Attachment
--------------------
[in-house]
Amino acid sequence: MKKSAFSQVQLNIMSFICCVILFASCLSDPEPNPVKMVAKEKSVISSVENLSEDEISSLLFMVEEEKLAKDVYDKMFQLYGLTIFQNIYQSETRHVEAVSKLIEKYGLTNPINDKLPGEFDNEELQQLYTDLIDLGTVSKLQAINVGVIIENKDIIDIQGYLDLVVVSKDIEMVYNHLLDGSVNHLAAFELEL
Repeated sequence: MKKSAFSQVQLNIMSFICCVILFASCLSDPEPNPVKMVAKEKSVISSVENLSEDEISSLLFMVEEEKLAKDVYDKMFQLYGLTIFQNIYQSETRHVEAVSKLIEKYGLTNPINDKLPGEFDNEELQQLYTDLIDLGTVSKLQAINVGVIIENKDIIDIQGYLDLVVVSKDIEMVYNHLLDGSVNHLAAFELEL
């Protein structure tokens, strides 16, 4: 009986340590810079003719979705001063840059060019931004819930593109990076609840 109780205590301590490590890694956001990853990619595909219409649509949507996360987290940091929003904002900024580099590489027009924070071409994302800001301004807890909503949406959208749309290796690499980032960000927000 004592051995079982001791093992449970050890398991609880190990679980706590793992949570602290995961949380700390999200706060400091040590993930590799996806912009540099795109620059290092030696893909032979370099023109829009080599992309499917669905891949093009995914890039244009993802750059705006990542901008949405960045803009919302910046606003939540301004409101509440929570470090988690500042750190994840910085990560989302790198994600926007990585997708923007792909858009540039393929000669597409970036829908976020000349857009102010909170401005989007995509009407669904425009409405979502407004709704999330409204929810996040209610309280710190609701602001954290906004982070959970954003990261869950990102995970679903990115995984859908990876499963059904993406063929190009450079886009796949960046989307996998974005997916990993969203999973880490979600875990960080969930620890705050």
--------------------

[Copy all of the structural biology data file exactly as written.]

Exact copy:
[in-house]
Amino acid sequence: MKKSAFSQVQLNIMSFICCVILFASCLSDPEPNPVKMVAKEKSVISSVENLSEDEISSLLFMVEEEKLAKDVYDKMFQLYGLTIFQNIYQSETRHVEAVSKLIEKYGLTNPINDKLPGEFDNEELQQLYTDLIDLGTVSKLQAINVGVIIENKDIIDIQGYLDLVVVSKDIEMVYNHLLDGSVNHLAAFELEL
Repeated sequence: MKKSAFSQVQLNIMSFICCVILFASCLSDPEPNPVKMVAKEKSVISSVENLSEDEISSLLFMVEEEKLAKDVYDKMFQLYGLTIFQNIYQSETRHVEAVSKLIEKYGLTNPINDKLPGEFDNEELQQLYTDLIDLGTVSKLQAINVGVIIENKDIIDIQGYLDLVVVSKDIEMVYNHLLDGSVNHLAAFELEL
């Protein structure tokens, strides 16, 4: 009986340590810079003719979705001063840059060019931004819930593109990076609840 109780205590301590490590890694956001990853990619595909219409649509949507996360987290940091929003904002900024580099590489027009924070071409994302800001301004807890909503949406959208749309290796690499980032960000927000 004592051995079982001791093992449970050890398991609880190990679980706590793992949570602290995961949380700390999200706060400091040590993930590799996806912009540099795109620059290092030696893909032979370099023109829009080599992309499917669905891949093009995914890039244009993802750059705006990542901008949405960045803009919302910046606003939540301004409101509440929570470090988690500042750190994840910085990560989302790198994600926007990585997708923007792909858009540039393929000669597409970036829908976020000349857009102010909170401005989007995509009407669904425009409405979502407004709704999330409204929810996040209610309280710190609701602001954290906004982070959970954003990261869950990102995970679903990115995984859908990876499963059904993406063929190009450079886009796949960046989307996998974005997916990993969203999973880490979600875990960080969930620890705050």